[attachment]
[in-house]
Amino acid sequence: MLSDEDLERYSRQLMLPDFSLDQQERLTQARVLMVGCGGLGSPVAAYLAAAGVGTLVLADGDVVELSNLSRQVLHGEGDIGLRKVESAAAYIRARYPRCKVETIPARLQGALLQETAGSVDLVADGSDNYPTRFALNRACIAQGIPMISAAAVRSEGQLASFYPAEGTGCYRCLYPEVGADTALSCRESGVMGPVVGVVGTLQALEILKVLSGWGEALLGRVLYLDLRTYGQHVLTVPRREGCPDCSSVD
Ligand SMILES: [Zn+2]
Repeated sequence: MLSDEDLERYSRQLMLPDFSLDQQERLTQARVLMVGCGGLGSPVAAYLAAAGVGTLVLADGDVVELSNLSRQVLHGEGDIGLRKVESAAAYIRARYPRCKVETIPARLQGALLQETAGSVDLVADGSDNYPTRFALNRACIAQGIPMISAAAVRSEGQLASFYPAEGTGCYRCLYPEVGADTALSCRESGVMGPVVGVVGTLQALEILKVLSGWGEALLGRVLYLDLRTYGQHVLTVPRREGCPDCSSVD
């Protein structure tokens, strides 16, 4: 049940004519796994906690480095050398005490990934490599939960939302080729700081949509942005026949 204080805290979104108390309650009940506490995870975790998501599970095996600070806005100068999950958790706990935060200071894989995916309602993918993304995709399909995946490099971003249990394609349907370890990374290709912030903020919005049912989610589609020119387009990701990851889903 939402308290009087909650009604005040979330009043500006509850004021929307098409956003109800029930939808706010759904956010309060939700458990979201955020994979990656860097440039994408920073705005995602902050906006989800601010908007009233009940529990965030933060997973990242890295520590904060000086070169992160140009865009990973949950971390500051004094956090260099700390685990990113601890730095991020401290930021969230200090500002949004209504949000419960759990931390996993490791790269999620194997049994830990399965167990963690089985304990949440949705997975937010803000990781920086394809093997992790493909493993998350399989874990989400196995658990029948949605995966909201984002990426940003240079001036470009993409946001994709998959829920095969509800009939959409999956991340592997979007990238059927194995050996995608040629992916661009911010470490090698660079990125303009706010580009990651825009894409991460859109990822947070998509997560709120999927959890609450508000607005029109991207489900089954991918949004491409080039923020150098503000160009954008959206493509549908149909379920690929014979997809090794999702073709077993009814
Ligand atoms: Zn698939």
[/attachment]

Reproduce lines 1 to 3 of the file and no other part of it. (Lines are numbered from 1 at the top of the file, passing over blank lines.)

[in-house]
Amino acid sequence: MLSDEDLERYSRQLMLPDFSLDQQERLTQARVLMVGCGGLGSPVAAYLAAAGVGTLVLADGDVVELSNLSRQVLHGEGDIGLRKVESAAAYIRARYPRCKVETIPARLQGALLQETAGSVDLVADGSDNYPTRFALNRACIAQGIPMISAAAVRSEGQLASFYPAEGTGCYRCLYPEVGADTALSCRESGVMGPVVGVVGTLQALEILKVLSGWGEALLGRVLYLDLRTYGQHVLTVPRREGCPDCSSVD
Ligand SMILES: [Zn+2]